The government have been accused of a “catastrophic blunder” which could mean manufacturers based in Freeports, such as the recently announced one in Teesside, missing out on exports to key markets around the world.

Labour claims that firms would face tariffs if they were exporting to a series of counties who have signed post Brexit trade deals with the UK. It has emerged that trade deals signed with 23 countries include prohibiting tax breaks that Freeports were supposed to provide.

Chancellor Rishi Sunak championed Freeports as part of the Government s “levelling up” agenda to spread economic and jobs across the country. Teesside was one of eight zones to be awarded special economic status around the country.

Freeports are usually located around shipping ports or airports, and goods that arrive at them from abroad are exempt from normal import tariffs. These tariffs were not paid if the goods are moved overseas only if they are moved elsewhere in the UK.

The Opposition claim that manufacturing operations within Freeports could face tariffs on their exports to key markets including Switzerland, Canada, Norway and Singapore which in 2019 saw £35.5bn in exports.

Labour claim trade ministers have failed to remove wide-ranging “duty exemption prohibitions” from trade deals.  This means that business will not be able to benefit from reduced tariffs on their exports if they are part of the business is part of the Freeport.

Labour have accused the government of knowing about the situation and continuing to sign trade agreements with other countries. Shadow international trade secretary Emily Thornberry said: “Last November when the Treasury invited applications for it’s new Freeports scheme, the small print warned potential bidders of the prohibition clauses contained in several continuity trade agreements the Department of Trade had signed in the last two years.”

Ms Thornberry added: “Despite that warning the International Trade Secretary, Liz Truss went on to sign trade agreements with 10 more countries containing the same clauses”.

The Opposition do not think the issue of business’ facing the prospect of tariffs on their sales is restricted to Teesside. Ms Thornberry said: “On the surface of it, this looks like a catastrophic blunder by a minister stuck in her silo, and, as a result, I fear that manufacturers in towns, cities and regions across our country who have succeeded in bidding for freeport status risk missing out on access to key markets.”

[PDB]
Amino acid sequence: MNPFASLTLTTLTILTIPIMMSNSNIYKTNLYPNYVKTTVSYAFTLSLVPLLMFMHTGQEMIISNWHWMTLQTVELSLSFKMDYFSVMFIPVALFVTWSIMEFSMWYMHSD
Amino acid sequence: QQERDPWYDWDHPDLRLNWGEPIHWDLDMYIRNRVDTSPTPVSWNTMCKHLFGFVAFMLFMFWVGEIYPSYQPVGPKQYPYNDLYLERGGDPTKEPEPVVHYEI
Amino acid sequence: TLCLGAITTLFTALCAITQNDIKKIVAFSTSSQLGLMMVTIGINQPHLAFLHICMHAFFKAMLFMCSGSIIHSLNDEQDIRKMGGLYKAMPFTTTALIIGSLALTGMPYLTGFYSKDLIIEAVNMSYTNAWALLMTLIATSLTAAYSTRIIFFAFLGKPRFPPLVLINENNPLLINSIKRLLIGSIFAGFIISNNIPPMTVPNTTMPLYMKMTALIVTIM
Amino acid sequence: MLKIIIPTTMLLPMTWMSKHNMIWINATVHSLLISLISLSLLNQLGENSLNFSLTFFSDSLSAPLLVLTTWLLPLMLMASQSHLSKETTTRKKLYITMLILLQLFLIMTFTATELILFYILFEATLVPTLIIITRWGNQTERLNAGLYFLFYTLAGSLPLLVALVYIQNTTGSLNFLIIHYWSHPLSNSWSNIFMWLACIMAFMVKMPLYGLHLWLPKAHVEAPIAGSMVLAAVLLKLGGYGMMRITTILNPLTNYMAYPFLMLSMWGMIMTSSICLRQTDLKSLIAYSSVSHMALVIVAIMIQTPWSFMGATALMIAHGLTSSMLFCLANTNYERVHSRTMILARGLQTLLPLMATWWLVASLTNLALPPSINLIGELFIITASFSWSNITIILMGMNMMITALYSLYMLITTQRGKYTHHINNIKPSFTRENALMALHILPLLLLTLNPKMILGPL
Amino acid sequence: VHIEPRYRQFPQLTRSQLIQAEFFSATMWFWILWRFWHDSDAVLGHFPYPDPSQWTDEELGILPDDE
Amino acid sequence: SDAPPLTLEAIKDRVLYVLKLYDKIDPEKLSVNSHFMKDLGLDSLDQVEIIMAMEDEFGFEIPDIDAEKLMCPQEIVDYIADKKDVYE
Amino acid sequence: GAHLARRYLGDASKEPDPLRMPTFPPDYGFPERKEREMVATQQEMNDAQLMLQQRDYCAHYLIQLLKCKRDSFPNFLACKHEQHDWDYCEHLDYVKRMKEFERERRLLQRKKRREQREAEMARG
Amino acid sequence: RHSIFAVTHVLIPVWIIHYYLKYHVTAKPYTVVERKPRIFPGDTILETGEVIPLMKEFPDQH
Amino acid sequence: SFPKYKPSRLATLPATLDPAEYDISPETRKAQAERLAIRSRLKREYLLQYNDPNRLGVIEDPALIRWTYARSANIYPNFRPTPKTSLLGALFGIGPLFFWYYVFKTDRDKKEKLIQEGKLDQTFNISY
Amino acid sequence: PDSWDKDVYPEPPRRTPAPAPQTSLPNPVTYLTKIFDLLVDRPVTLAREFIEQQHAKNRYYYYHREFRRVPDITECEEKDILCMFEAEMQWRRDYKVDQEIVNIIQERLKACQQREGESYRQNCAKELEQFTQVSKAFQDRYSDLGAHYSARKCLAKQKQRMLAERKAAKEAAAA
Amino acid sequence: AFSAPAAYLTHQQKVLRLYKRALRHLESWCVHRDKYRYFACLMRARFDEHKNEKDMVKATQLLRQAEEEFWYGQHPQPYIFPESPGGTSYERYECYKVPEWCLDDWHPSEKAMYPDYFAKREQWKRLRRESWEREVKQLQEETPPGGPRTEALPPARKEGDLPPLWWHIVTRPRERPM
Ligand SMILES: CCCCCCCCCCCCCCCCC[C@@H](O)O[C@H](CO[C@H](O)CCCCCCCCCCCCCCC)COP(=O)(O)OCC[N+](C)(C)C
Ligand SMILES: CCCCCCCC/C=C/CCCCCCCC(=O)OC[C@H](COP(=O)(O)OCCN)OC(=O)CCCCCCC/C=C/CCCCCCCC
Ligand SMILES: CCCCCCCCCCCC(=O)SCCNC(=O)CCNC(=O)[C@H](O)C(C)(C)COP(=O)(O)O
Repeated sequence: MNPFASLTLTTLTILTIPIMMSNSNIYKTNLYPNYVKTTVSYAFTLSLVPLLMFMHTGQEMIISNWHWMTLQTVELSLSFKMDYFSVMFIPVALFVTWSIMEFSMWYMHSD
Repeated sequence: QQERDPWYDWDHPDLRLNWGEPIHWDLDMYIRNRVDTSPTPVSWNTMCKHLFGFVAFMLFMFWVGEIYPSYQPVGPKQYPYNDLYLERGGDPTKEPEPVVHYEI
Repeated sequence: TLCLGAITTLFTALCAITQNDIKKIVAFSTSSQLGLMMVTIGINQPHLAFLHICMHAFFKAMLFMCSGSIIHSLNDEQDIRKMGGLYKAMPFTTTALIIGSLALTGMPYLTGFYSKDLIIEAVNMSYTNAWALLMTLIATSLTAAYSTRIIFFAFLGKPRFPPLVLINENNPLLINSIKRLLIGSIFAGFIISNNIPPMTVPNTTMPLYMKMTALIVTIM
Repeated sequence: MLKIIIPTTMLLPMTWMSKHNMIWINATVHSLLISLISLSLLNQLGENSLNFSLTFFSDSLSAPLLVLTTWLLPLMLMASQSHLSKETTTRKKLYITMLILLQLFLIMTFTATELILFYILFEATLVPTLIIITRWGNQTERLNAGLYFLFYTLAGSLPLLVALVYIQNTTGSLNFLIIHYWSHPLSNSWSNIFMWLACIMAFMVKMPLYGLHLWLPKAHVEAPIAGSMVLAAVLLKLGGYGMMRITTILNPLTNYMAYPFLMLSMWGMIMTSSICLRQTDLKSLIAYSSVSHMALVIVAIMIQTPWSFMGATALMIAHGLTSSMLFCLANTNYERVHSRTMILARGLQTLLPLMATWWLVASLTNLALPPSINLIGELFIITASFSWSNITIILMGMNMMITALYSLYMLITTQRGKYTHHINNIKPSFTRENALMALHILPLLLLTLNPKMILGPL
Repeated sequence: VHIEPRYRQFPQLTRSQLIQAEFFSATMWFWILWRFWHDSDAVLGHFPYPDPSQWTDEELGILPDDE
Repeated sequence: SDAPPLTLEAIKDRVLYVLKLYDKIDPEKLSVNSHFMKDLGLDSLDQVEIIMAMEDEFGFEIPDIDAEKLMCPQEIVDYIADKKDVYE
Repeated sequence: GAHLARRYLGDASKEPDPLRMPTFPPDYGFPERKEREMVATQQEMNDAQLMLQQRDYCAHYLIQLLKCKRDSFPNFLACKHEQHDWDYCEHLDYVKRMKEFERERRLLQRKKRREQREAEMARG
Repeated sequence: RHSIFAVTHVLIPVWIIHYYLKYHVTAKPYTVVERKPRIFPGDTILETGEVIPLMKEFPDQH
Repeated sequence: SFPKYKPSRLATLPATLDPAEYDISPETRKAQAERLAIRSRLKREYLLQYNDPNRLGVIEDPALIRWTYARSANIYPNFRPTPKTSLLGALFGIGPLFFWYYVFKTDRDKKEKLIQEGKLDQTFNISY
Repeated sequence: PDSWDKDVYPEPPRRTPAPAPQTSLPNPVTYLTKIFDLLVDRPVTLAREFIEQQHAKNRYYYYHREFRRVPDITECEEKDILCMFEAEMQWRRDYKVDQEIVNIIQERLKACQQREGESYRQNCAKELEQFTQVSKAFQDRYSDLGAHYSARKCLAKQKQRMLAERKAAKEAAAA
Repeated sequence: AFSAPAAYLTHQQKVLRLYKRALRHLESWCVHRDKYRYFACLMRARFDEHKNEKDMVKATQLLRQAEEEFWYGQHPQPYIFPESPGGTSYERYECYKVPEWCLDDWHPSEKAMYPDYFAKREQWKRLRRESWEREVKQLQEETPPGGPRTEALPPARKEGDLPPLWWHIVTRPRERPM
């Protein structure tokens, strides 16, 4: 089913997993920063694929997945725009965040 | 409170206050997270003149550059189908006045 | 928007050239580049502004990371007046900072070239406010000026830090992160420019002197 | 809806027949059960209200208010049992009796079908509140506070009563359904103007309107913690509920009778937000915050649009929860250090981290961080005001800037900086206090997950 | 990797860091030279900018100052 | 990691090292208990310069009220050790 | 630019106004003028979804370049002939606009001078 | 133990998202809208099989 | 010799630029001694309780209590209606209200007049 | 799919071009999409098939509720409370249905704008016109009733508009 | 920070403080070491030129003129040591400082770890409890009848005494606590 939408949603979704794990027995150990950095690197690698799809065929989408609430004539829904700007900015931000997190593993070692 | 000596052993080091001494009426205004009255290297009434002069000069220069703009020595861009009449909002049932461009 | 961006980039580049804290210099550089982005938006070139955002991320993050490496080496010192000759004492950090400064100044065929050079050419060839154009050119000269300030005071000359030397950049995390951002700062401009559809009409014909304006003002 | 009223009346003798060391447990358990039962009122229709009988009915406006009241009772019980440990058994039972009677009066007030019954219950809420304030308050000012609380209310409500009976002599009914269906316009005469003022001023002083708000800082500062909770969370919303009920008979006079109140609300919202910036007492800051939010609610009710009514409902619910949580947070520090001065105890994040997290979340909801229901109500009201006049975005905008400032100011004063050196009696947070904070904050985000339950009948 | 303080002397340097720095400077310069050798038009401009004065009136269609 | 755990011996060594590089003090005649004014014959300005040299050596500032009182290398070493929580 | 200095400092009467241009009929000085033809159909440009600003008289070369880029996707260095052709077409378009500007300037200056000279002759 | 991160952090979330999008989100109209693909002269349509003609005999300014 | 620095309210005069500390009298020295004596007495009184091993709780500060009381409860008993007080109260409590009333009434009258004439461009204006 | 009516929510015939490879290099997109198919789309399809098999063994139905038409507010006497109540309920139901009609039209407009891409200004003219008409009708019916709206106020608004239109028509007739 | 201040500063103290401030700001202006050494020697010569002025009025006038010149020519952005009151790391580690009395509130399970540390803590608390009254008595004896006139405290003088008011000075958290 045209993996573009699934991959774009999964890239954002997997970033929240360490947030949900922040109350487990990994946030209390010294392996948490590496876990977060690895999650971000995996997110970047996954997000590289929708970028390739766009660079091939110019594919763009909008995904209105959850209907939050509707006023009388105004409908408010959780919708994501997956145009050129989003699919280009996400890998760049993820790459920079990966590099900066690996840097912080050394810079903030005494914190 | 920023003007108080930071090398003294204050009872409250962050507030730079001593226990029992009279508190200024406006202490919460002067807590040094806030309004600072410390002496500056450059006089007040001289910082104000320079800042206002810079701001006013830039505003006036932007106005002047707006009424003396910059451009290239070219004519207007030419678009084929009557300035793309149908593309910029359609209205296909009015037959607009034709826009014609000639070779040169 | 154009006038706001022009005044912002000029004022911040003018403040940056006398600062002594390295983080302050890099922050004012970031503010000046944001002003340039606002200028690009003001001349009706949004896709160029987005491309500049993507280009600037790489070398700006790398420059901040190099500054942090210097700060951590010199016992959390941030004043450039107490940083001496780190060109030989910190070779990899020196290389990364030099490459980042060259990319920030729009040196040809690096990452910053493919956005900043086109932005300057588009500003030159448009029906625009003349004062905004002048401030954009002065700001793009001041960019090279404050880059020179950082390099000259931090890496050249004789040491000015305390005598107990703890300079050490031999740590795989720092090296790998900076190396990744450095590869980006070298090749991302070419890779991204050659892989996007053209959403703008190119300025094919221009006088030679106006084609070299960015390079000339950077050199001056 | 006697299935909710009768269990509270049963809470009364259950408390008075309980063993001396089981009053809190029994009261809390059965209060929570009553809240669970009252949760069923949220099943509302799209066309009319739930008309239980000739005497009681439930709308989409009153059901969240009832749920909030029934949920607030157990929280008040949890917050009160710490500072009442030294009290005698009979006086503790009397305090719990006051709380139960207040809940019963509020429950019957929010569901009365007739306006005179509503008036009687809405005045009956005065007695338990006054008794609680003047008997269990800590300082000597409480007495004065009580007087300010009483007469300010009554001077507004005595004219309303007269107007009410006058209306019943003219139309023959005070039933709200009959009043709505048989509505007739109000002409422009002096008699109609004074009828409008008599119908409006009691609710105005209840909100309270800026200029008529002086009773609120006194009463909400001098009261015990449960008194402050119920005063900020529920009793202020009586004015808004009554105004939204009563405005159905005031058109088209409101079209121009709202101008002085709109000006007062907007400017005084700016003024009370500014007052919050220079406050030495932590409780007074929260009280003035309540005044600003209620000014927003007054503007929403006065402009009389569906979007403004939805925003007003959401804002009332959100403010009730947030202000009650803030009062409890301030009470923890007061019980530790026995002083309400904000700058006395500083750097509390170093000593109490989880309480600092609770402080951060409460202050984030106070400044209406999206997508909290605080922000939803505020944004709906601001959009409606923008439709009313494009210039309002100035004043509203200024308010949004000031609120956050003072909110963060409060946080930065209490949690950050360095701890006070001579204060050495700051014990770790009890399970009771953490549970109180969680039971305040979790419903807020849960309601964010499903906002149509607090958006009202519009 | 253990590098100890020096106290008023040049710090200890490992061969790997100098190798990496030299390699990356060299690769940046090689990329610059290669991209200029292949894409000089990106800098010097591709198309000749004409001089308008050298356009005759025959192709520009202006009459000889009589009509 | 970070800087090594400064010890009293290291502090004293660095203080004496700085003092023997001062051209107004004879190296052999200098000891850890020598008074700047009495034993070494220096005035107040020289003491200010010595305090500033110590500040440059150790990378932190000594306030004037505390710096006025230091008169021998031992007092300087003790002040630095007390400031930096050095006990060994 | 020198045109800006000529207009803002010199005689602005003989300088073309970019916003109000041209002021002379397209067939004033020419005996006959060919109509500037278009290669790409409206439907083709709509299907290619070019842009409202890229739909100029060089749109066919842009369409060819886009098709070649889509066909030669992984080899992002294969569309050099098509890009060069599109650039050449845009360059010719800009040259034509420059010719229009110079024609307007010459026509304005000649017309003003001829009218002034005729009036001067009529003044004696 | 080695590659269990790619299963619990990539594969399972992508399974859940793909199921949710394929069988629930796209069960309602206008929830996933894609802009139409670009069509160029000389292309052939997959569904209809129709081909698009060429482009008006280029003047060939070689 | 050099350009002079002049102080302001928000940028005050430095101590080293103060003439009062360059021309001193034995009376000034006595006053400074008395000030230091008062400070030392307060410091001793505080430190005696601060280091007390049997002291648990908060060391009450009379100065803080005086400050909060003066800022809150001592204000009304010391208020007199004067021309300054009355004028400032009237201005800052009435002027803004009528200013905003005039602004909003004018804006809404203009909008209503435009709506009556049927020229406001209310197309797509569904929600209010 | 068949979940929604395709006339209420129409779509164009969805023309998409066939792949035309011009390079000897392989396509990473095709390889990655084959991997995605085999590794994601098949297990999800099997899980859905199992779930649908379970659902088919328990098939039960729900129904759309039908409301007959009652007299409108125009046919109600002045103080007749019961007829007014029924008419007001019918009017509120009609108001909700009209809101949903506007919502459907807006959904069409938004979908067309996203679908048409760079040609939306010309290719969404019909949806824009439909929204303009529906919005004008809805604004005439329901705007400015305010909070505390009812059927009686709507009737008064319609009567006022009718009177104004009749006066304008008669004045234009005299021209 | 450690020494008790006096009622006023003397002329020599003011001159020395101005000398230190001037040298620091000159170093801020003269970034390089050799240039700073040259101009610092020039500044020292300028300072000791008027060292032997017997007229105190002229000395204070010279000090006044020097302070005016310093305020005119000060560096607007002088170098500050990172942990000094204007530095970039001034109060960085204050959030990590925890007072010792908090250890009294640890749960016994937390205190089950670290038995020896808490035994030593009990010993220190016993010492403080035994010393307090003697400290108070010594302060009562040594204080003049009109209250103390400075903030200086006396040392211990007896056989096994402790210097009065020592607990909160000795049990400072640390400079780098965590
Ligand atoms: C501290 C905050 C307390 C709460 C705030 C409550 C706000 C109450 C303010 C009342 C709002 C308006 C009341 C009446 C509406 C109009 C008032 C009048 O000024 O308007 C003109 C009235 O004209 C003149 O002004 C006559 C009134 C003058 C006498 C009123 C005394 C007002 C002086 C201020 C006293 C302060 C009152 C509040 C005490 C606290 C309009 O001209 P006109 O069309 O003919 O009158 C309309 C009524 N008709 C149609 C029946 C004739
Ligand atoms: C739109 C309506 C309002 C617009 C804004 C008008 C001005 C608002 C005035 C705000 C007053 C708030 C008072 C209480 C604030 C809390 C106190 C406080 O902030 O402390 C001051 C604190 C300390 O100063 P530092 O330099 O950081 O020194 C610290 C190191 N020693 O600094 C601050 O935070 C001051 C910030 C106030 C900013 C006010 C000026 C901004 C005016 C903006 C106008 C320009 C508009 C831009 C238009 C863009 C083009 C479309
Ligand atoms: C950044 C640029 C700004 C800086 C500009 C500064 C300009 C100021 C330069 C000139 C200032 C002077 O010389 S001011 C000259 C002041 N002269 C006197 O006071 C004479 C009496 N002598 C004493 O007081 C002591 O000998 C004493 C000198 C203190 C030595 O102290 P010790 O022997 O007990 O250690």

A government spokesperson said: “There is no error, and it is not uncommon for free trade agreements to have these provisions. Businesses will not be shut out of markets we have negotiated free trade deals with. They will benefit from both our free trade programme, and also from Freeports, which provide tax breaks, simpler planning restrictions and cheaper imports.”

Echoing the government spokesperson, newly re-elected Tees Valley Mayor, Ben Houchen said: “This is a common provision seen in trade deals across the world. It is not an error and does not have an impact on the benefits Freeports bring.”

Tees Valley Mayor Ben Houchen claims that Teesside will not be adversely affected

Reacting to Labour’s accusations, he said: “I know Labour are salivating at the idea this will adversely affect Teesside, but it won’t. The Teesside Freeport will be transformational for our local economy, creating over 18,000 well paid jobs for people across Teesside.”

He went on to say: “These are not jobs of the future; they are being created right now; including the likes of GE Renewable Energy who recently announced they would build a state-of-the-art factory on the Teesworks site to manufacture blades for offshore wind turbines.”

Mr Houchen added: “If we hadn’t secured a Freeport for Teesside these jobs would have simple gone to France.”

The announcement of the Teesside Freeport was at the centre of a controversy when it emerged that a rival bid by north east neighbour, Tyneside had actually scored higher than the Teesside bid.

The final decision was made by Mr Sunak and Communities Secretary, Robert Jenrick who agreed the Teesside bid should leapfrog the North East Tyne because of its “stronger alignment with Government policy, in particular the Net Zero agenda and the prime minister’s 10 Point Plan.” Locally these claims have been refuted because environmental factors were already included in the scoring system and the bidding prospectus.

At the time of the Freeport announcement the satirical magazine, Private Eye noted: “What Teesside certainly scores highly on is alignment with the Tories. The outcome won’t harm Mr Houchen and the Tories’ local government election”.

Conservative, Mr Houchen was re-elected as Tees Valley mayor in the 6th May election, beating Labour’s Jessie Joe Jacobs, the only other candidate, by taking 73% of the vote.

Following his election victory Mr Houchen said he wanted to bring “attractive jobs” and investment to the area. He said: “We’ve made a fantastic start and I am confident the things we have put in place will bring benefits for everyone across our region, but there is still a long way to go.”

If Labour’s assessment of the situation is correct businesses in Freeport schemes have still got work to do.

Apart from Teesside the seven other Freeports in England are, East Midlands Airport, Felixstowe and Harwich, Humber region, Liverpool City Region, Plymouth, Solent and Thames